The Range Rover is the vichyssoise of SUVs—cool, creamy, and richly flavored. Usually, having too many cooks in the kitchen only results in spoilt soup, but not so for the Range Rover. Designed during the British icon’s short stint in the BMW pantry and launched by the chefs at Ford (which had acquired the Rover brand from the Germans), the Range Rover is a silky blend of Bavarian engineering, English refinement, and American utility. Like the leek-laced potato soup, the Range Rover is one concoction we wouldn’t mind seeing on our menu every day.
On a gray morning, the 2006 Range Rover Supercharged arrived in our San Francisco driveway. Hungry for some rays after weeks of June gloom, as the early summer pattern of coastal foggy weather is called in California, we jumped onto the buttery, navy-piped, parchment leather of the Rover’s driver’s seat. Using the center-console touch screen to access the standard DVD-based navigation system, we called up a route to San Gregorio beach, where an earlier check of www.weather.com had shown a patch of sunlit sand 32 miles south of San Francisco.
We shifted the Rover’s six-speed automatic transmission into reverse and the route map was replaced on the LCD screen by color video from the standard, wide-angle backup camera. The pavement behind the Rover’s 195 inches of length was clear so we let up on the brake and 5700 beautifully crafted pounds started to roll. That’s a heck of a lot of car, you might be thinking. True, but big is beautiful, at least where the federal luxury tax is concerned. Despite the fact that the Rover’s base price is just north of 90 big ones, the Range Rover’s heft—and the perversity of federal tax law—exempt this über-lux SUV from the levy.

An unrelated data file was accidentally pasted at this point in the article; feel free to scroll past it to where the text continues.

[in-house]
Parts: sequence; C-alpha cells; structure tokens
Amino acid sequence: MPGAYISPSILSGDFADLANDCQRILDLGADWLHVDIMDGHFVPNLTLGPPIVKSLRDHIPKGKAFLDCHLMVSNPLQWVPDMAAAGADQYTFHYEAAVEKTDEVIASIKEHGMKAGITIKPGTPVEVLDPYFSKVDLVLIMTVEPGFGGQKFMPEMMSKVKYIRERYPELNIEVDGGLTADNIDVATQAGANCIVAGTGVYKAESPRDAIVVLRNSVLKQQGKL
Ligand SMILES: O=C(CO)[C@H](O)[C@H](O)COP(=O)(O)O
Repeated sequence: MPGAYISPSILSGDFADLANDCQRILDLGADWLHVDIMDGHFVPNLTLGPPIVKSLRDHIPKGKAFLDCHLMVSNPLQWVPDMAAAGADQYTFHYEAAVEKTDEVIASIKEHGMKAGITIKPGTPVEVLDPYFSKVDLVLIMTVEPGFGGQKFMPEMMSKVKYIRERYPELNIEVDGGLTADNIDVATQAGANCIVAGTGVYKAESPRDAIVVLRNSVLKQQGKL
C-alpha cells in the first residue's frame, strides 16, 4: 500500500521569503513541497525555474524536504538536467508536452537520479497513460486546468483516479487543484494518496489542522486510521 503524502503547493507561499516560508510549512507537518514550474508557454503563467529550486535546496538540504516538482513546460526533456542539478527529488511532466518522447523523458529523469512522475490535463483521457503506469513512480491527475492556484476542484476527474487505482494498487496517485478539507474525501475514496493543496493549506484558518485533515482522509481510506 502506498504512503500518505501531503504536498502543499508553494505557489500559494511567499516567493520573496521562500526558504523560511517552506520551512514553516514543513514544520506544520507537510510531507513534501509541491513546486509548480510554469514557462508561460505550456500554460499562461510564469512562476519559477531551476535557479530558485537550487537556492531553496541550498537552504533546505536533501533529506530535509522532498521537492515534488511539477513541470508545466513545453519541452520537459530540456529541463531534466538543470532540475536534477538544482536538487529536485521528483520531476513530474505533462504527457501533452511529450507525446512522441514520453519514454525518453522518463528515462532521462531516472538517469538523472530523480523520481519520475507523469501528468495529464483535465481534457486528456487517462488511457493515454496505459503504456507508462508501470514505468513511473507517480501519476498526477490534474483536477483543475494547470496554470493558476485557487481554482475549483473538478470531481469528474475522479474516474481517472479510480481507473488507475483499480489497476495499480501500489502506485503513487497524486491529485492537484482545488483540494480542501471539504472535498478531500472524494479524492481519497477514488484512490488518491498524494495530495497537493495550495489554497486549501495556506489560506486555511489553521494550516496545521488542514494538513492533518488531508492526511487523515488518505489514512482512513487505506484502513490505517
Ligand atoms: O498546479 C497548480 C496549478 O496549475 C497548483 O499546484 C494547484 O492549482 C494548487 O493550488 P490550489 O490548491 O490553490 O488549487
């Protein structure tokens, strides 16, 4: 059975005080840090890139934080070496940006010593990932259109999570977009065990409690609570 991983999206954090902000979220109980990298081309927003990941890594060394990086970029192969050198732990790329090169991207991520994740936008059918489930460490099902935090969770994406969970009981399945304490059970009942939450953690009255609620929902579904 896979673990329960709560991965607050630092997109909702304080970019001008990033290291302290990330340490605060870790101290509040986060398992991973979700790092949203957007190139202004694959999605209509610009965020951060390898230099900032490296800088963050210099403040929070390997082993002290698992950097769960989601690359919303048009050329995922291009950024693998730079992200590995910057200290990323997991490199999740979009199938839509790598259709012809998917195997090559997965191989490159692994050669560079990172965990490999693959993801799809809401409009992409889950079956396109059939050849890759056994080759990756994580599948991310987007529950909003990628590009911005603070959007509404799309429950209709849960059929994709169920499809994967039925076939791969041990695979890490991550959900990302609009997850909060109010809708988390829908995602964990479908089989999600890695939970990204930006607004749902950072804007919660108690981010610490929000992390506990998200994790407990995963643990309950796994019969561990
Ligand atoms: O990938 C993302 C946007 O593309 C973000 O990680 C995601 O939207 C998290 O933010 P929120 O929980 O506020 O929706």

After a drive through the Castro, where the super-sharp Buckingham Blue metal and endless sheets of Roverian glass grabbed more than a few glances, we followed the navi’s commands southward. Merging onto the freeway, we stepped on the gas and the Rover’s 4.2-liter, supercharged V-8 engine shot us forward. With a crushing 400 hp and 420 lb-ft of torque, this engine propels the Rover from zero to 60 in 7.1 seconds according the folks at Land Rover. Also offered is a normally aspirated V-8 engine, which is good for 305 hp and 325 lb-ft. But, unless you need to save the 15-grand upcharge, definitely go for the amped plant—there is little difference in mileage between the two engines and the supercharged kit also brings banging Brembo front brakes and that all-important extra inch on the tires.
As we sped along twisty, two-lane highway, the Rover’s velvety ride reminded us more of a flight on a Boeing jetliner than a drive in a high-profile automobile. The steering was communicative and the electronically controlled air suspension system smoothed the bumps and kept the body roll to a pleasant minimum. Once we reached San Gregorio, the Rover’s permanent four wheel drive and electronic traction control stood ready to help if we hit any deep spots in the parking lot’s sand. Aided by the beeps of the standard front and rear parking sonar, we backed the Rover into a tight space and then looked out over the beach.
Alas, during the 45 minutes of our drive from San Francisco, the break in the fog had closed over San Gregorio, too. We sighed, reclined our seat, and then lowered the volume of the 710-watt, 14-speaker harman/kardon surround sound stereo. Now, if only we had a nice cup of soup to chow on before we took our oceanfront nap.
Land Rover is a gay-friendly company.